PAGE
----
Financial Fitness

The Finances of Remarrying: 6 Considerations

Concerned about a joint budget or other finances of remarrying? Make time to discuss money with your partner.

by Michelle Crouch - July 03, 2017

Money is a tricky topic in any marriage. However, the finances of remarrying are even more complex. Both parties may be coming into the union with their own assets, debts, and spending and saving habits — and often children from previous marriages.

More Americans than ever are entering second marriages, according to a recent analysis from the Pew Research Center. Four in 10 new marriages include at least one partner who has been married before, the Pew Center found.

“Getting remarried gives you another chance to get it right, but you need to make sure you address the issues that may have caused your first relationship to fail,” says Scott Smith, a Wealth Strategist with Wells Fargo Advisors. This advice certainly holds true when it comes to money, as financial incompatibility is one of the most common factors that drive couples apart.

If you’re about to walk down the aisle a second time and thinking about the finances of remarrying, Smith recommends taking the following steps to get your new life off on the right financial footing:

1. Put all of your financial cards on the table

While the process may seem a little awkward, it’s important to share a full accounting of your assets and liabilities. Partners should share with each other documents such as tax returns, pay stubs, and bank and investment account statements. Discuss any financial obligations you have to your ex-spouse, children, or to your extended family. Smith even recommends that you each run a credit report and share it with the other. “I call this the discovery phase,” Smith says. “You each want to know what you are getting into financially before you walk down the aisle. That’s especially important if you’re planning to buy a house together or make other major purchases requiring credit considerations.”

2. Consider a prenup

It may seem unromantic, but Smith suggests that remarrying couples should consider whether a prenuptial agreement would be appropriate. Prenups don’t just spell out how assets should be split if the marriage fails; they also come into play if one of you dies. A prenup is especially advisable if you are bringing a lot of wealth or assets into the marriage or if you have children from a previous marriage you want to protect, Smith says.

3. Discuss your financial goals and philosophies

Are you a spender or a saver? Do you want to be able to support your aging parents as they get older? At what age do you hope to retire? Do you want to have children together? These are among the critical questions that play into the finances of remarrying. Smith says that before you tie the knot a second time, it’s important to examine what money issues caused stress in your first marriage and what steps can you take to avoid them in the future.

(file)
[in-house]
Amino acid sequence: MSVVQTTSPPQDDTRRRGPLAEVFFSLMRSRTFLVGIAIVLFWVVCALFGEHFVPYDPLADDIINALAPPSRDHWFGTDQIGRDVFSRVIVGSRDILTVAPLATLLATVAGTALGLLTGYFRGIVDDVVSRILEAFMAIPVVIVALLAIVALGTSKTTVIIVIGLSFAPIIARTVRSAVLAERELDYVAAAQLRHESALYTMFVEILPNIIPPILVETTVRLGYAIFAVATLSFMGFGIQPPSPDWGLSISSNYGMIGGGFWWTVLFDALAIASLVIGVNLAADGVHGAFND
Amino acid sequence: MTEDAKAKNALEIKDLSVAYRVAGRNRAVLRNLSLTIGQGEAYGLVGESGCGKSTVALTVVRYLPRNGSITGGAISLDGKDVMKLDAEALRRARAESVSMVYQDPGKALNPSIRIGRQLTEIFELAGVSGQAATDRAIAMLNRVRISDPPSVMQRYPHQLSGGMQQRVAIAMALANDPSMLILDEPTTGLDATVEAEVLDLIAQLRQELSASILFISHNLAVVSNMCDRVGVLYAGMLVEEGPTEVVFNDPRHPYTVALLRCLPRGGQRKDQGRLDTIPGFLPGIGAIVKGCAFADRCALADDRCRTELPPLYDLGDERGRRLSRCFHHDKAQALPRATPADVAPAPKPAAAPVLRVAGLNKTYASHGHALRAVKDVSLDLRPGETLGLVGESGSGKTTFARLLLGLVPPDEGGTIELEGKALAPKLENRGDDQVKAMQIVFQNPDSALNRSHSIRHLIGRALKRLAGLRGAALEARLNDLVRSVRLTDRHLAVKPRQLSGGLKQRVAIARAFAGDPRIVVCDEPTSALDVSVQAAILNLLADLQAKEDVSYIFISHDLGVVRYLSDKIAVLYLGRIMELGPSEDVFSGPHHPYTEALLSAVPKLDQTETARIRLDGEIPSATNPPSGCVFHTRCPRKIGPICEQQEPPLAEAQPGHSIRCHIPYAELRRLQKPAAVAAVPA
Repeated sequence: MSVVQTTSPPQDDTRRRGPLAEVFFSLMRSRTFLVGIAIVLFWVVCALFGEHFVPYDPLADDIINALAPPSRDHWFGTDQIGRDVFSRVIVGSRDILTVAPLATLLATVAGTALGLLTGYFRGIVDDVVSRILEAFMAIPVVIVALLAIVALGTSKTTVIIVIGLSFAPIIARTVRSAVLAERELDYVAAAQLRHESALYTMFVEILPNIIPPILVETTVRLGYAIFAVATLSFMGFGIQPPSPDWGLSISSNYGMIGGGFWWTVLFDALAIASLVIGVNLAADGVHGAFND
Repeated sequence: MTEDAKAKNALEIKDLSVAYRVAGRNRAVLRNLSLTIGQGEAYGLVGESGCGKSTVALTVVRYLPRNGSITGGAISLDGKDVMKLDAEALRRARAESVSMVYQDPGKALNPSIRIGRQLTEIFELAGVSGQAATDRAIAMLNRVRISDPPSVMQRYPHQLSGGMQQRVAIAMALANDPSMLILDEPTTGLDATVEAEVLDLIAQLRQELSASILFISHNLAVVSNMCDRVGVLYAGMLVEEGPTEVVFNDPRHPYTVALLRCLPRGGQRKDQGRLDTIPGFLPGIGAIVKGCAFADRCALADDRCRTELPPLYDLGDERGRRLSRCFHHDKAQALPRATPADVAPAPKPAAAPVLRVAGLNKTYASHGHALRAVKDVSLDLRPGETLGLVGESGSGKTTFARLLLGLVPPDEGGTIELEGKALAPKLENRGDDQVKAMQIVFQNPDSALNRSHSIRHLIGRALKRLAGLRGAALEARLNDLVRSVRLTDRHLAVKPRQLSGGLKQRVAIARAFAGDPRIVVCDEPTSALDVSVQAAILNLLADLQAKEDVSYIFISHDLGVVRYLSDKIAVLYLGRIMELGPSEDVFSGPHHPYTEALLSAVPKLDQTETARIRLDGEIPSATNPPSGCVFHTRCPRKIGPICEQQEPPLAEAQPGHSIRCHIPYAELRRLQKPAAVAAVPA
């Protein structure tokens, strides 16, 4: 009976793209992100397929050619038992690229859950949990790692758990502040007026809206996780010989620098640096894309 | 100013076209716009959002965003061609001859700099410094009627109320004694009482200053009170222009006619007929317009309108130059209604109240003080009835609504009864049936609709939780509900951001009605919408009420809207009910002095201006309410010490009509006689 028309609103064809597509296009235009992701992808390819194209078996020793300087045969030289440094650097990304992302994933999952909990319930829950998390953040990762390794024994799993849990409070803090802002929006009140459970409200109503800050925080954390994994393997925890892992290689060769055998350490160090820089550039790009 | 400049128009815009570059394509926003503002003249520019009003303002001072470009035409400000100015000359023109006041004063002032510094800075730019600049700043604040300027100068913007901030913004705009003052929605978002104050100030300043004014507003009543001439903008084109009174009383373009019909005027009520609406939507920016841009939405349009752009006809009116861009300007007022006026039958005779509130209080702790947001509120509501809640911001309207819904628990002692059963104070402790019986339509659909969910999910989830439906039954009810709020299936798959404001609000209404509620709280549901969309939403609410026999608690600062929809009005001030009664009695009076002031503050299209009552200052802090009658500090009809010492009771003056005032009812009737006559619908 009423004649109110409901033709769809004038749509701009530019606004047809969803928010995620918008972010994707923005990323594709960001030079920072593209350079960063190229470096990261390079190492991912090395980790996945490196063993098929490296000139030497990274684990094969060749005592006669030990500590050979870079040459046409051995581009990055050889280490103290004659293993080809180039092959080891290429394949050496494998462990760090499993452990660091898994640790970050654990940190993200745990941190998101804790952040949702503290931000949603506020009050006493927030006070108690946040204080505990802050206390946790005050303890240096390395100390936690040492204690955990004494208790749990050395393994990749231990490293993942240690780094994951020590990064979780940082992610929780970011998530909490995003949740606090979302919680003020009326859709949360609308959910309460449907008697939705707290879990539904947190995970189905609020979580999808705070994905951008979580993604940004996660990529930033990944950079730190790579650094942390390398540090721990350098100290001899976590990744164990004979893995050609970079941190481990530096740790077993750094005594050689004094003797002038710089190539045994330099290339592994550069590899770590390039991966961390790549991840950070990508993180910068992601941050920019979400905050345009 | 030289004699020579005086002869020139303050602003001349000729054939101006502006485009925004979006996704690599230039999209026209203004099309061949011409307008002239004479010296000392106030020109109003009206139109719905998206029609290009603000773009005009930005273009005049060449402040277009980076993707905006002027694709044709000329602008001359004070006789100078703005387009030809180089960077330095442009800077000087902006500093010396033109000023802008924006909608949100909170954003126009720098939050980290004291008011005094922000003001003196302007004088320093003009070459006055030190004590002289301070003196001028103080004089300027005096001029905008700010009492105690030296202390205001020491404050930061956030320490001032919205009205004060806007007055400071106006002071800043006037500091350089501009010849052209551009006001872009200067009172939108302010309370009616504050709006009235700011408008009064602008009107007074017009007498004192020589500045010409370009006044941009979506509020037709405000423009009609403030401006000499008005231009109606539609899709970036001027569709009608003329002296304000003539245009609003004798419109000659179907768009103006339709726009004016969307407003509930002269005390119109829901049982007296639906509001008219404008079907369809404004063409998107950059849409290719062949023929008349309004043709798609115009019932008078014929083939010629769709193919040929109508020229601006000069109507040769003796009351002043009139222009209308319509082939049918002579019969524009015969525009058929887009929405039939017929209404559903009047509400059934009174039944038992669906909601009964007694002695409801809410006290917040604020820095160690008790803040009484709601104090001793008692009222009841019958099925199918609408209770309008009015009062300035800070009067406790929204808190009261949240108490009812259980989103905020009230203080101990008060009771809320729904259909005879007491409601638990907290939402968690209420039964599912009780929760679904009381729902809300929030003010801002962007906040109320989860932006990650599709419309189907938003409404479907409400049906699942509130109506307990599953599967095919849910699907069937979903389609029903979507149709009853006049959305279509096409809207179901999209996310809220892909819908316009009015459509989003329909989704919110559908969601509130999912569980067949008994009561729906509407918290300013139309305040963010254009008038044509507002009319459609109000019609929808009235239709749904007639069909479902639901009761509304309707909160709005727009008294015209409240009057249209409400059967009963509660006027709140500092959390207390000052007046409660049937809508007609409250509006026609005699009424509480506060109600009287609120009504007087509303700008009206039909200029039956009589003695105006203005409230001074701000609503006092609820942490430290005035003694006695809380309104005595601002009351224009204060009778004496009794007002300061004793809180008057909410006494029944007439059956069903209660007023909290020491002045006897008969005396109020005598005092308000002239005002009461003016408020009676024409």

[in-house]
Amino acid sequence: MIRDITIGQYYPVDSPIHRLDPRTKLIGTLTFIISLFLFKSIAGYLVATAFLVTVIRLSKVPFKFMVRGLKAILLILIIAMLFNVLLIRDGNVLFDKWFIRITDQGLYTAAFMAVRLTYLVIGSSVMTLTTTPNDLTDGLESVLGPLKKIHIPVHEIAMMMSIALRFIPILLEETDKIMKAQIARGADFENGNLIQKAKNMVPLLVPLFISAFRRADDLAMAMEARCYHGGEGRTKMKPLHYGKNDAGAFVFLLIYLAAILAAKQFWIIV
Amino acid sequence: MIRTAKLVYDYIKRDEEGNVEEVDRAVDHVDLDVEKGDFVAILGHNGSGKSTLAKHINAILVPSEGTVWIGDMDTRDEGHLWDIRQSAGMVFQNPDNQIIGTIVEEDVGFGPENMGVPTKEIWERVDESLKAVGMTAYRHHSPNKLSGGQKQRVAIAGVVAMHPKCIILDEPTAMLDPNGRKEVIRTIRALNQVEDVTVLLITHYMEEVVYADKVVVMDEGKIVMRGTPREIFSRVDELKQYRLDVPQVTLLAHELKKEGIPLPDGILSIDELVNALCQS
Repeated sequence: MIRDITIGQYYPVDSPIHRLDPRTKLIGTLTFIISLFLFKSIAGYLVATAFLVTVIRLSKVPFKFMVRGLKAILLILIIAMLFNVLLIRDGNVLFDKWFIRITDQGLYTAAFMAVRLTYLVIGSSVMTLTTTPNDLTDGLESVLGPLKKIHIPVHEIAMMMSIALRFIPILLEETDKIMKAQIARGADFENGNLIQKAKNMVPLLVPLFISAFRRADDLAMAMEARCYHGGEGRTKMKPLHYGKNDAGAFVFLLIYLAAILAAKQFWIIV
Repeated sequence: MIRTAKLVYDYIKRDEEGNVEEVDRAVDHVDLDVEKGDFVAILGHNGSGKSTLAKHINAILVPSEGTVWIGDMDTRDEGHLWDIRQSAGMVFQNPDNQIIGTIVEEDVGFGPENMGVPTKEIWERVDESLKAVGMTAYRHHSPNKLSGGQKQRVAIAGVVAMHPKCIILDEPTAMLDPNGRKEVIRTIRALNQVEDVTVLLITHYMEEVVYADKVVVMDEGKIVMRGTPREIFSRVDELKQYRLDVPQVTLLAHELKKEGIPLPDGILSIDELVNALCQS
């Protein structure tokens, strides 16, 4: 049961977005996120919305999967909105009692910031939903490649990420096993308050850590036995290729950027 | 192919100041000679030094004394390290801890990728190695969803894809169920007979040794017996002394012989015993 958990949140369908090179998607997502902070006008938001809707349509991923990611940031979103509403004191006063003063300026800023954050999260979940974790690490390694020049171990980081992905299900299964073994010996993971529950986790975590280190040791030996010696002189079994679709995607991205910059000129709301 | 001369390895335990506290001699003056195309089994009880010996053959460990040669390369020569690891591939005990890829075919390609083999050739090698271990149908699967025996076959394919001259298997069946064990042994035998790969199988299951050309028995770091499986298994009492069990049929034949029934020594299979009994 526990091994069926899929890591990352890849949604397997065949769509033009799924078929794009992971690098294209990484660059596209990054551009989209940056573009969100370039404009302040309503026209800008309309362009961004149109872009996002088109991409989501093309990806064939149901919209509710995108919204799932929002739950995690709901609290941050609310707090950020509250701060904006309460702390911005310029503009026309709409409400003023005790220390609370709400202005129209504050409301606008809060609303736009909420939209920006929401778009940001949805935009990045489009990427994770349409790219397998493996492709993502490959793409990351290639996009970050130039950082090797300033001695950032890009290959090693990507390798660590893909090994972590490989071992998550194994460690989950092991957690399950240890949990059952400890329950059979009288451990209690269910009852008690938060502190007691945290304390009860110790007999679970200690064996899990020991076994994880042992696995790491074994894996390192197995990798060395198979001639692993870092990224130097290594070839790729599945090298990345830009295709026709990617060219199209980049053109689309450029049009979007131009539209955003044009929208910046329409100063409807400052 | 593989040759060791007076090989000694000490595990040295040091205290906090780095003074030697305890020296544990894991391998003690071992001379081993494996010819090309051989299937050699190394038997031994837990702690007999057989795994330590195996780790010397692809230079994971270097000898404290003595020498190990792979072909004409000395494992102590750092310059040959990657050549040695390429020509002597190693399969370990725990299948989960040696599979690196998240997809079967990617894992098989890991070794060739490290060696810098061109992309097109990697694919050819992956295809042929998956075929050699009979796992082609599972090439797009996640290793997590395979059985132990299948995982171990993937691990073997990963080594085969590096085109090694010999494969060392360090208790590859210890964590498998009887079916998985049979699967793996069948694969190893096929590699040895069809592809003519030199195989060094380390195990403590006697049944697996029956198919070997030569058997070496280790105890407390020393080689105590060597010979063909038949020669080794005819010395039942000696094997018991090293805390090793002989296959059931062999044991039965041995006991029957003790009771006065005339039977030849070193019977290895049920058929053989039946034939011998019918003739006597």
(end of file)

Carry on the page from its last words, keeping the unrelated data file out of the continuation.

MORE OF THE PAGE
According to Pew Research Center, four in 10 new marriages include at least one partner who has been married before.

4. Decide who will pay for what

Discuss whether you are going to pool your assets and have a joint account, keep your assets totally separate, or have separate accounts as well as a joint account to which you both contribute. There’s no right or wrong method, Smith says, as long as you both are comfortable with it. Keep in mind that if you decide to keep your premarital property separate, it’s important not to co-mingle it with property that you acquire during your marriage. Be careful, for example, about how you handle dividends on equities that you owned before the marriage. In some states, earnings on separate property earned during the marriage are considered marital property. While the stock itself can stay in your original account, the dividends are technically being accrued by both of you and should be segregated in a separate account

5. Change your account beneficiaries

Many people forget to change their beneficiary designations after they divorce. In most states, that means your divorced spouse may inherit certain assets if he or she is still named as beneficiary on those accounts. Now that you’re remarrying, take the time to update the beneficiaries of your retirement plans, annuities contracts, investment accounts, and insurance policies. If you want specific benefits to go to your children rather than your new spouse, you may need to get a spousal waiver.

6. See your Financial Advisor

Your Financial Advisor can help the two of you work through the finances of remarriage. Smith recommends working with your advisor to create a financial strategy together. “Going through that process will highlight your attitudes about spending, saving, and investing — and give you a better sense of your similarities and differences,” he says. “It will also help you agree on a joint strategy for your financial future together.”

Michelle Crouch writes about consumer finance, parenting, and more from her home in Charlotte, North Carolina. Her work has appeared in Reader's Digest, Parents magazine, and The New York Times.

Image by iStock

Additional Resources

The end of a marriage is never easy. But it is possible to have a financially healthy divorce so you’re able to move forward with your life in a positive way.